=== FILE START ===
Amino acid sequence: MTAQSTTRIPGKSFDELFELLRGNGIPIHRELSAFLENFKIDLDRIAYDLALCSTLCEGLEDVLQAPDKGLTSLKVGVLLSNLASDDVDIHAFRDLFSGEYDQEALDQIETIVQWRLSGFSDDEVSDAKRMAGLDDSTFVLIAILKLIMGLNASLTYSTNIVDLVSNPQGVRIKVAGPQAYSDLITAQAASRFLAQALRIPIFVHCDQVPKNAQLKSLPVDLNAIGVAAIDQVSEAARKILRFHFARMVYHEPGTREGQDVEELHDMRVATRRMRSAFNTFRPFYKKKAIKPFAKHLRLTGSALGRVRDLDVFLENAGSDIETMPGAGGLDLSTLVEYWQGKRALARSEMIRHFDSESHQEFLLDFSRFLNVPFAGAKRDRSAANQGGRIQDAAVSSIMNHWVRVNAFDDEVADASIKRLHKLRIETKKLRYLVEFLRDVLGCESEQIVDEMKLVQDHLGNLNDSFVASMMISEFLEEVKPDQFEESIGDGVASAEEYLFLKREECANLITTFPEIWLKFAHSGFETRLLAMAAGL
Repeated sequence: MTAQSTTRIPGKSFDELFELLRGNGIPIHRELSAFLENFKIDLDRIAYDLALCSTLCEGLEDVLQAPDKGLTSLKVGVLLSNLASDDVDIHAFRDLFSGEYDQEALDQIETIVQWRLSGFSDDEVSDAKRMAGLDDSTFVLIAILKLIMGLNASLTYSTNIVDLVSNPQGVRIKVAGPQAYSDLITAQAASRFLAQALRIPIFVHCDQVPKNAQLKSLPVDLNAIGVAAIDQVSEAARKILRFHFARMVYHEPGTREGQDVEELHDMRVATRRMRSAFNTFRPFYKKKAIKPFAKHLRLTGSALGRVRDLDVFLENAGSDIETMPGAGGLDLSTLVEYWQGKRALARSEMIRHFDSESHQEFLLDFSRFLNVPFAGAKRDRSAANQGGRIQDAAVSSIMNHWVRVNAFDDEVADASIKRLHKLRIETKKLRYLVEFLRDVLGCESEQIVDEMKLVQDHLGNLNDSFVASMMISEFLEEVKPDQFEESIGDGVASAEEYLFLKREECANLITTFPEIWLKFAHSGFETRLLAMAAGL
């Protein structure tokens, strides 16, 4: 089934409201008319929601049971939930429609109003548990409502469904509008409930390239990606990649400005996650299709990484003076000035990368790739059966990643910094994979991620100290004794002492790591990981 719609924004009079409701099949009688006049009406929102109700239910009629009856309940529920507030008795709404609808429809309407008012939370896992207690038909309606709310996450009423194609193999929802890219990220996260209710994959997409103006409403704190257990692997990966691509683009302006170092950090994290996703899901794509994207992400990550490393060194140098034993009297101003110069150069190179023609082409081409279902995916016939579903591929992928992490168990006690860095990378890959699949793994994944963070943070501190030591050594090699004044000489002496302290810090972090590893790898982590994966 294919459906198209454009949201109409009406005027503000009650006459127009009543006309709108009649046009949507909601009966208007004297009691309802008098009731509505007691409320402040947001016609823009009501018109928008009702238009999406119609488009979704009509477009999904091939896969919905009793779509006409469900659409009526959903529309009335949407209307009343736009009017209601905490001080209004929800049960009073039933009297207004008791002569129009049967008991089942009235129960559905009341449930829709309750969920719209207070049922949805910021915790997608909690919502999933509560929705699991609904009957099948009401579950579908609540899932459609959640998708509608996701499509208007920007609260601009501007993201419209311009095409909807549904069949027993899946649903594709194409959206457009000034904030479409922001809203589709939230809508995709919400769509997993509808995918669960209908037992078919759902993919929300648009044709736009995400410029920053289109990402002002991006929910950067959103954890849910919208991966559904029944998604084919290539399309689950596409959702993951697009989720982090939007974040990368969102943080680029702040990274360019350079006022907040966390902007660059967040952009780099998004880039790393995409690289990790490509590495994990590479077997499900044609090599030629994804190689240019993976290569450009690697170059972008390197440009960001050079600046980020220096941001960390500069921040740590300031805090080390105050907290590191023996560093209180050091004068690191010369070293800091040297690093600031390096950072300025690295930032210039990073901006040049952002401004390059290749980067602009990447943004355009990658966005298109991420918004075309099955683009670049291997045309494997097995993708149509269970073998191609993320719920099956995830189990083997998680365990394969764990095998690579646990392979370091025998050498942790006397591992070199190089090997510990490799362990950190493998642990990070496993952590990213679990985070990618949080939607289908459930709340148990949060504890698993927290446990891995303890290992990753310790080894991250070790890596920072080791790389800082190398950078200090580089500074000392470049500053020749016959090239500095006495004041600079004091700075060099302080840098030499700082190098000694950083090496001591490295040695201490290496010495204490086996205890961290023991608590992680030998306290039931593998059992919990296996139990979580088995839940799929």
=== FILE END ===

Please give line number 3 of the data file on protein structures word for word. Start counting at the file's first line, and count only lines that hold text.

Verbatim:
């Protein structure tokens, strides 16, 4: 089934409201008319929601049971939930429609109003548990409502469904509008409930390239990606990649400005996650299709990484003076000035990368790739059966990643910094994979991620100290004794002492790591990981 719609924004009079409701099949009688006049009406929102109700239910009629009856309940529920507030008795709404609808429809309407008012939370896992207690038909309606709310996450009423194609193999929802890219990220996260209710994959997409103006409403704190257990692997990966691509683009302006170092950090994290996703899901794509994207992400990550490393060194140098034993009297101003110069150069190179023609082409081409279902995916016939579903591929992928992490168990006690860095990378890959699949793994994944963070943070501190030591050594090699004044000489002496302290810090972090590893790898982590994966 294919459906198209454009949201109409009406005027503000009650006459127009009543006309709108009649046009949507909601009966208007004297009691309802008098009731509505007691409320402040947001016609823009009501018109928008009702238009999406119609488009979704009509477009999904091939896969919905009793779509006409469900659409009526959903529309009335949407209307009343736009009017209601905490001080209004929800049960009073039933009297207004008791002569129009049967008991089942009235129960559905009341449930829709309750969920719209207070049922949805910021915790997608909690919502999933509560929705699991609904009957099948009401579950579908609540899932459609959640998708509608996701499509208007920007609260601009501007993201419209311009095409909807549904069949027993899946649903594709194409959206457009000034904030479409922001809203589709939230809508995709919400769509997993509808995918669960209908037992078919759902993919929300648009044709736009995400410029920053289109990402002002991006929910950067959103954890849910919208991966559904029944998604084919290539399309689950596409959702993951697009989720982090939007974040990368969102943080680029702040990274360019350079006022907040966390902007660059967040952009780099998004880039790393995409690289990790490509590495994990590479077997499900044609090599030629994804190689240019993976290569450009690697170059972008390197440009960001050079600046980020220096941001960390500069921040740590300031805090080390105050907290590191023996560093209180050091004068690191010369070293800091040297690093600031390096950072300025690295930032210039990073901006040049952002401004390059290749980067602009990447943004355009990658966005298109991420918004075309099955683009670049291997045309494997097995993708149509269970073998191609993320719920099956995830189990083997998680365990394969764990095998690579646990392979370091025998050498942790006397591992070199190089090997510990490799362990950190493998642990990070496993952590990213679990985070990618949080939607289908459930709340148990949060504890698993927290446990891995303890290992990753310790080894991250070790890596920072080791790389800082190398950078200090580089500074000392470049500053020749016959090239500095006495004041600079004091700075060099302080840098030499700082190098000694950083090496001591490295040695201490290496010495204490086996205890961290023991608590992680030998306290039931593998059992919990296996139990979580088995839940799929």